A rose is a rose in a row

The gripping conclusion to Modern Grain Theory has to wait for another week. (Editor says ‘wrap it up, it’s getting old’)

Regular readers will recall that for obvious, and mostly weather related reasons, the blog last week focused on snow and winter rain. During such weather conditions, it is very hard to work outside. And just in case you missed last weeks blog, the snow was epic. This is what the snow on the solar panels on the roof of the cantina shed in the courtyard looked like.

Snow obscures the solar panels on the cantina shed roof

Needless to say, solar photovoltaic panels produce no energy at all when covered in snow, despite peoples crazy beliefs. Leading up to the snow, the farm had enjoyed three continuous days of very wet and very cloudy weather. The solar panels barely produced much power during those cloudy days either, so I decided that it was a good opportunity to test out my new petrol (gasoline) powered battery charger arrangement.

Testing out the new emergency battery charger

The battery charging arrangement works very well, but it is not lost on me that it is an extraordinarily expensive way to produce electricity. I recall long ago when I lived in the city, being outraged at the connection charges for water. My thinking during those urban days went along the line that: As a household, we used very little water per day, especially when compared to the average household, so the $200 per quarter connection fee was a bit of an outrage.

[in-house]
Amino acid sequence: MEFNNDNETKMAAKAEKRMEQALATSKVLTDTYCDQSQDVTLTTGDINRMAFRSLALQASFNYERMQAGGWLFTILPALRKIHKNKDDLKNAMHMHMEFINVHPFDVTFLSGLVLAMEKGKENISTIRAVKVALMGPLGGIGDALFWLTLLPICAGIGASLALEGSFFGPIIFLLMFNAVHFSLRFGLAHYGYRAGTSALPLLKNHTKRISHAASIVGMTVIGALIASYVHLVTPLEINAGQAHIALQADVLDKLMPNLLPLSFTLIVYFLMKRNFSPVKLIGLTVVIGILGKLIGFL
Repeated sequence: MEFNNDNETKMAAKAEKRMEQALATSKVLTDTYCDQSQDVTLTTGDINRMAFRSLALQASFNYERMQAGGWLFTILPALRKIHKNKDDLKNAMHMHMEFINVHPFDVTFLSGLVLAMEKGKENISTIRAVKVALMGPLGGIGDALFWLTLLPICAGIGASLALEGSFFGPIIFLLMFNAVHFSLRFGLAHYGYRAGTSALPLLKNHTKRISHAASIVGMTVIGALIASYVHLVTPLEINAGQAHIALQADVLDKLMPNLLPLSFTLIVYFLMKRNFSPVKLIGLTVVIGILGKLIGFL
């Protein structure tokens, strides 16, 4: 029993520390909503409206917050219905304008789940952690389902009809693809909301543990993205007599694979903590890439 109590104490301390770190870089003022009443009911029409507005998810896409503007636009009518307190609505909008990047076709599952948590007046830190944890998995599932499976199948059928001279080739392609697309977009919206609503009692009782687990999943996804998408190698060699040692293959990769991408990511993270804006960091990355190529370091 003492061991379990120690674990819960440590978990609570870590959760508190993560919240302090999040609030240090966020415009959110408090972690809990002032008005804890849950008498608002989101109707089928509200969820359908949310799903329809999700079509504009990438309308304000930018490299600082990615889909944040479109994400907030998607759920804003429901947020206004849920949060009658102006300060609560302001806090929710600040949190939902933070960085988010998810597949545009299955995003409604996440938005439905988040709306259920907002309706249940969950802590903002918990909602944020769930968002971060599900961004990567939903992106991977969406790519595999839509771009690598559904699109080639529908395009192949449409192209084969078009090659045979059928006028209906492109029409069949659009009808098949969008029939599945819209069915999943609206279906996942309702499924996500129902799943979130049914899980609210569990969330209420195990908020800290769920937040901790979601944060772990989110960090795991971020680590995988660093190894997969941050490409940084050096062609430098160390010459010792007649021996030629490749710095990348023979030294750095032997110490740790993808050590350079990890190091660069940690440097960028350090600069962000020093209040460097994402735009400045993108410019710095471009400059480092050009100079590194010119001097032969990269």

My outrage at the quarterly connection charge was an act of hubris, because in these enlightened times, I now know that with no services at all connected to the house, a years worth of urban water connection charges would be just enough to cover the cost of a 4,000 litre / 1,050 gallon water tank (excluding delivery costs). Nope, I now know that them city folks are enjoying some very cheap infrastructure.

But anyway, last week the snow was heavy and the rain was persistent for days. Those sorts of weather conditions are not conducive to getting outside and doing serious work, so we didn’t do anything. At the end of the previous week before the snow and rain, the new garden terraces (upper and lower terraces) project looked like this:

How the new garden terraces project looked two weeks ago

In between the snow and the thick clouds and heavy rain, the sun has occasionally shone and the UV is now moderate (up from low). The sheer variability of this winter has confused my senses, but I’m not alone because the plants are likewise confused. Earlier today I noticed that the many almond trees have begun producing leaves. Little do they know that snow is predicted to again fall to 400m  / 1,320ft above sea level early tomorrow morning (Monday morning).

Almond trees have begun producing leaves

Almonds are a very early fruit tree. Rather than being a true nut, almonds are actually a variety of peach. Almonds produce blossoms at a time when the only insect pollinator flying about is the European honey bee (bummer about the perilous state of the European honey bee. Sucks to be an almond tree). I have a bee hive, but after many years of working with the bees I’ve acknowledged that they know their insect business better than I do, and we seem to have arrived at some sort of acknowledgement of mutual interests. That means that I don’t pester them and they don’t sting me – and everyone is happy.